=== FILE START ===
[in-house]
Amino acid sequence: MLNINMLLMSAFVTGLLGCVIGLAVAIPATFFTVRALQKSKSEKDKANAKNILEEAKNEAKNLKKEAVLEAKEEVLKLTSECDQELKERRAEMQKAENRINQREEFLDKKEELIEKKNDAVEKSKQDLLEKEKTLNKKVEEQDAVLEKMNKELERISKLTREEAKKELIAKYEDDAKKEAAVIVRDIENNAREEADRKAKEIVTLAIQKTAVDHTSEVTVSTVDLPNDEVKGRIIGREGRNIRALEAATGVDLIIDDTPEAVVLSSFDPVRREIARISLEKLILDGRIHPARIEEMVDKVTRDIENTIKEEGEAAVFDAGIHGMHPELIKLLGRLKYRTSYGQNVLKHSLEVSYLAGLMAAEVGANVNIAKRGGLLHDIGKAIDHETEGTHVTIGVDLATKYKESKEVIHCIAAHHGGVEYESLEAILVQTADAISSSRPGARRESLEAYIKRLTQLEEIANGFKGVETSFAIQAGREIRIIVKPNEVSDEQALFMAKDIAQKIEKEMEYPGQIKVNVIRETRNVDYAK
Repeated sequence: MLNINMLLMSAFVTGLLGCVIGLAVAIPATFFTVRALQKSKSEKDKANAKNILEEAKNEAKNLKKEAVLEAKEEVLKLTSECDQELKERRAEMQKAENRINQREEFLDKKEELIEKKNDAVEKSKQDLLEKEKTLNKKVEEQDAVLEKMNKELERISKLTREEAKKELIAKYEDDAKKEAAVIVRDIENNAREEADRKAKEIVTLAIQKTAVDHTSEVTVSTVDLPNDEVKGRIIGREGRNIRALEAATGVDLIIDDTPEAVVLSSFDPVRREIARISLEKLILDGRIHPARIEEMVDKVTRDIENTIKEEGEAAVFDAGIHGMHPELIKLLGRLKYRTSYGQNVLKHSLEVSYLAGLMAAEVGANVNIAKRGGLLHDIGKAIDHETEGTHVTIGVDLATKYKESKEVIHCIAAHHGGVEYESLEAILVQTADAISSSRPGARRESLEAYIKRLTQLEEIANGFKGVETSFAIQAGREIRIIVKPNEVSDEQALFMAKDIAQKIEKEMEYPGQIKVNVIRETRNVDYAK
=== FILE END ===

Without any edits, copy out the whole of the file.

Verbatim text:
[in-house]
Amino acid sequence: MLNINMLLMSAFVTGLLGCVIGLAVAIPATFFTVRALQKSKSEKDKANAKNILEEAKNEAKNLKKEAVLEAKEEVLKLTSECDQELKERRAEMQKAENRINQREEFLDKKEELIEKKNDAVEKSKQDLLEKEKTLNKKVEEQDAVLEKMNKELERISKLTREEAKKELIAKYEDDAKKEAAVIVRDIENNAREEADRKAKEIVTLAIQKTAVDHTSEVTVSTVDLPNDEVKGRIIGREGRNIRALEAATGVDLIIDDTPEAVVLSSFDPVRREIARISLEKLILDGRIHPARIEEMVDKVTRDIENTIKEEGEAAVFDAGIHGMHPELIKLLGRLKYRTSYGQNVLKHSLEVSYLAGLMAAEVGANVNIAKRGGLLHDIGKAIDHETEGTHVTIGVDLATKYKESKEVIHCIAAHHGGVEYESLEAILVQTADAISSSRPGARRESLEAYIKRLTQLEEIANGFKGVETSFAIQAGREIRIIVKPNEVSDEQALFMAKDIAQKIEKEMEYPGQIKVNVIRETRNVDYAK
Repeated sequence: MLNINMLLMSAFVTGLLGCVIGLAVAIPATFFTVRALQKSKSEKDKANAKNILEEAKNEAKNLKKEAVLEAKEEVLKLTSECDQELKERRAEMQKAENRINQREEFLDKKEELIEKKNDAVEKSKQDLLEKEKTLNKKVEEQDAVLEKMNKELERISKLTREEAKKELIAKYEDDAKKEAAVIVRDIENNAREEADRKAKEIVTLAIQKTAVDHTSEVTVSTVDLPNDEVKGRIIGREGRNIRALEAATGVDLIIDDTPEAVVLSSFDPVRREIARISLEKLILDGRIHPARIEEMVDKVTRDIENTIKEEGEAAVFDAGIHGMHPELIKLLGRLKYRTSYGQNVLKHSLEVSYLAGLMAAEVGANVNIAKRGGLLHDIGKAIDHETEGTHVTIGVDLATKYKESKEVIHCIAAHHGGVEYESLEAILVQTADAISSSRPGARRESLEAYIKRLTQLEEIANGFKGVETSFAIQAGREIRIIVKPNEVSDEQALFMAKDIAQKIEKEMEYPGQIKVNVIRETRNVDYAK